• Traditional transmission Also called cultural transmission. While humans are born with innate language capabilities, language is learned after birth in a social setting. Children learn how to speak by interacting with experienced language users. Language and culture are woven together.

  • Duality of patterning Meaningful messages are made up of distinct smaller meaningful units (words and morphemes) which themselves are made up of distinct smaller, meaningless units (phonemes).

  • Prevarication Prevarication is the ability to lie or deceive. When using language, humans can make false or meaningless statements.

  • Reflexiveness Humans can use language to talk about language.

  • Learnability Language is teachable and learnable. In the same way as a speaker learns their first language, the speaker is able to learn other languages. It is worth noting that young children learn language with competence and ease; however, language acquisition is constrained by a critical period such that it becomes more difficult once children pass a certain age.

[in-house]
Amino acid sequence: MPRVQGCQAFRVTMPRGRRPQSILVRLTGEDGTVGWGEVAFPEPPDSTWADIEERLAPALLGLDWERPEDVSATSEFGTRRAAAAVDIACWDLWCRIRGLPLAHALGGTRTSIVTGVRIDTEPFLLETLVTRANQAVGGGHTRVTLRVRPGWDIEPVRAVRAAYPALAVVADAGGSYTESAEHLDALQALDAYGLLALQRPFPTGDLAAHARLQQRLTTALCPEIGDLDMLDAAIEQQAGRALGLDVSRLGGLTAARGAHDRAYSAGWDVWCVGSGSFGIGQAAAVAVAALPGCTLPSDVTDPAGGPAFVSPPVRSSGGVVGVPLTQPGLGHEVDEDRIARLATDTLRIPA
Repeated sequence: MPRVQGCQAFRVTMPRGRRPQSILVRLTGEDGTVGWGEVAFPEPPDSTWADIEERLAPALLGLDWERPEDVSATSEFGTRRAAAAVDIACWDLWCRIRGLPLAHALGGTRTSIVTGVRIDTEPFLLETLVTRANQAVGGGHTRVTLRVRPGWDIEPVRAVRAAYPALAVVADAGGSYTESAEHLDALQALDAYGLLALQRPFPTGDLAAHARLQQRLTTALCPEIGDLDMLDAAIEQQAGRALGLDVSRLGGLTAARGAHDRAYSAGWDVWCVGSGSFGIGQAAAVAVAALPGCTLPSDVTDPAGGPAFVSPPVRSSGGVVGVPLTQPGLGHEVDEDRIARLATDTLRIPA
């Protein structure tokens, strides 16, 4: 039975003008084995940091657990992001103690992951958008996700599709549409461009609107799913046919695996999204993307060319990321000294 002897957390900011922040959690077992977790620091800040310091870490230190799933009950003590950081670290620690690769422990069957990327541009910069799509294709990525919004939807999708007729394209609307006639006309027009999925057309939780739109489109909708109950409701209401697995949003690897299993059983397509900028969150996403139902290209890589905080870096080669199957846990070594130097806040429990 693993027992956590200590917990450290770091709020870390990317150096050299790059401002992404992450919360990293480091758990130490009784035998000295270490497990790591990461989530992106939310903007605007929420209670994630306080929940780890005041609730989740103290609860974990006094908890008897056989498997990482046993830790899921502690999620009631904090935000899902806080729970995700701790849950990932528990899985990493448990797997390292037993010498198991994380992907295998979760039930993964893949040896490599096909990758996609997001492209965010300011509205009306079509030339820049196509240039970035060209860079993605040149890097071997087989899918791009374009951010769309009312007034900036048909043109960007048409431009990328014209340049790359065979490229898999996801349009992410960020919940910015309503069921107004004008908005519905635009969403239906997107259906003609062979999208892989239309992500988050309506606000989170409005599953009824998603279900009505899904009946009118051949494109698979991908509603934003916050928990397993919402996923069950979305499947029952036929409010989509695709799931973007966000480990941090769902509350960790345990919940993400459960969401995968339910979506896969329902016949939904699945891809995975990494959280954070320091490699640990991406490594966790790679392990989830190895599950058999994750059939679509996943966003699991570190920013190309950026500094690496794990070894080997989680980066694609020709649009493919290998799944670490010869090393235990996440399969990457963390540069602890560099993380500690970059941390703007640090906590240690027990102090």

One can conceive of circumstances in which traditional transmission and learnability did not fully apply, for instance an artificially created sentient species could have the grammar and basic vocabulary of a language "hard coded" into them from the start. But if that language were a true language it would still allow them to conceive of other possible languages even if physical or mental constraints stopped them being able to use them. And any true language must be able to coin new ways to describe new circumstances, so even a hard coded or genetically transmitted language would include some learned components.

You also asked what series of events could be observed to decide that the aliens possessed true language.